Please don’t think I’m a cheap date: it wasn’t just the price. IM allowed me to keep conversations together, add photos, and even send messages composed entirely of smiley faces and hearts. And all the while, your SMS had the same tired look that once had seemed so fresh. I have to be blunt here: while BBM, WhatsApp, WeChat, and Facebook Messenger all kept getting better, you didn’t make even the barest effort to look good for me.

Now they offer something even more enticing: voice calls over your data service. I really thought you would be able to live with that, as it keeps me coming back for your expensive data, even while I’m in bed with these cheap surrogates. Instead, you’ve gone running to the Government, asking it to make them behave, just like you tried to persuade it to allow your interconnect abuse.

These services are my new future. They allow me, sometimes, to escape your cruel love. But you begrudge me even that respite. You are declaring to the world, loudly, that you really don’t love me.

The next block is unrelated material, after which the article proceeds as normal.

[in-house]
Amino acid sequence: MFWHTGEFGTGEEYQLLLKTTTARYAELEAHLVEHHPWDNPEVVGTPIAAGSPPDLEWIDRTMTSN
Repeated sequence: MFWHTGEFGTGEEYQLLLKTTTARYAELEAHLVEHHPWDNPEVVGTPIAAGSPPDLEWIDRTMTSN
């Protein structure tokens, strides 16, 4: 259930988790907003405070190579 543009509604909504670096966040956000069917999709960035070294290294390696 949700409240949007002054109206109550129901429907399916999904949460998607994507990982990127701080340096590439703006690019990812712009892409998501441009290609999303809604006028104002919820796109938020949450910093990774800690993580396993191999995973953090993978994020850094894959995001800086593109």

And that’s why it’s over between us. You might succeed in chasing away my new loves, but there will be others. The future is arriving faster and faster, and you can’t hold it back. The more you try, the more ways I will find to bypass you. The more you try to keep me chained to your past, the more I will find ways to slip away into the future.

Sincerely,

Your hopelessly devoted customer

  • Arthur Goldstuck is founder of World Wide Worx and editor-in-chief of Gadget.co.za. Follow him on Twitter and Instagram on @art2gee. This article first appeared in his Signpost column in the Business Times section of the Sunday Times.

 

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Posted in the category: Insight, Technology, Trends

I am a RICA criminal

The RICA law requiring all cellular SIM cards to be registered came into effect on 1 July. ARTHUR GOLDSTUCK tests the law and confesses to a new crime…